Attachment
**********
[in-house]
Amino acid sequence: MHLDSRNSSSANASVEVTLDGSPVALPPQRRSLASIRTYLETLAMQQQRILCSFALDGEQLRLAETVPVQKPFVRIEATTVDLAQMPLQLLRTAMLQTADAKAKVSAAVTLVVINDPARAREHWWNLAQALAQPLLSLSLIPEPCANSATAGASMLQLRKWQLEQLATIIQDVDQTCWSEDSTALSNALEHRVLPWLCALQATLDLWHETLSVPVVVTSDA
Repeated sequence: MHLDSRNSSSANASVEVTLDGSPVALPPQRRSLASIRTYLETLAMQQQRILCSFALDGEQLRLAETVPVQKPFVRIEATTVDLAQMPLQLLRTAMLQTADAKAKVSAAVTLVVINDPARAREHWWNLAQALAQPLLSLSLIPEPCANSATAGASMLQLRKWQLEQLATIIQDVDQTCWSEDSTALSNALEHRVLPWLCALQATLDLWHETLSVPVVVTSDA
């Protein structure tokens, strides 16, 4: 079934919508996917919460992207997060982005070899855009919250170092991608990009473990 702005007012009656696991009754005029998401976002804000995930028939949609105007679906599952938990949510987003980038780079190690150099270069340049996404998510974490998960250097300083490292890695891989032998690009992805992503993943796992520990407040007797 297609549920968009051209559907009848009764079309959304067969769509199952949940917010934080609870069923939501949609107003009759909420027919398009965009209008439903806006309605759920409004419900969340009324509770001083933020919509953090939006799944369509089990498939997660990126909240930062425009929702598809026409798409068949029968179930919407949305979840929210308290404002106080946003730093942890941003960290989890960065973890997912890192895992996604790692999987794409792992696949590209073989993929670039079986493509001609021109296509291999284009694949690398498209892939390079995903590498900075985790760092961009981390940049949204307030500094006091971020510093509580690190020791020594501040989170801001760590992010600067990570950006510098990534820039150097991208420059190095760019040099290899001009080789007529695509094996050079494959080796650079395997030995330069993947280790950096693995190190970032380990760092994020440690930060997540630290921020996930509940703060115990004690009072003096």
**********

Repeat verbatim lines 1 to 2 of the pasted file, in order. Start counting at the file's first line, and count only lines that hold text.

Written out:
[in-house]
Amino acid sequence: MHLDSRNSSSANASVEVTLDGSPVALPPQRRSLASIRTYLETLAMQQQRILCSFALDGEQLRLAETVPVQKPFVRIEATTVDLAQMPLQLLRTAMLQTADAKAKVSAAVTLVVINDPARAREHWWNLAQALAQPLLSLSLIPEPCANSATAGASMLQLRKWQLEQLATIIQDVDQTCWSEDSTALSNALEHRVLPWLCALQATLDLWHETLSVPVVVTSDA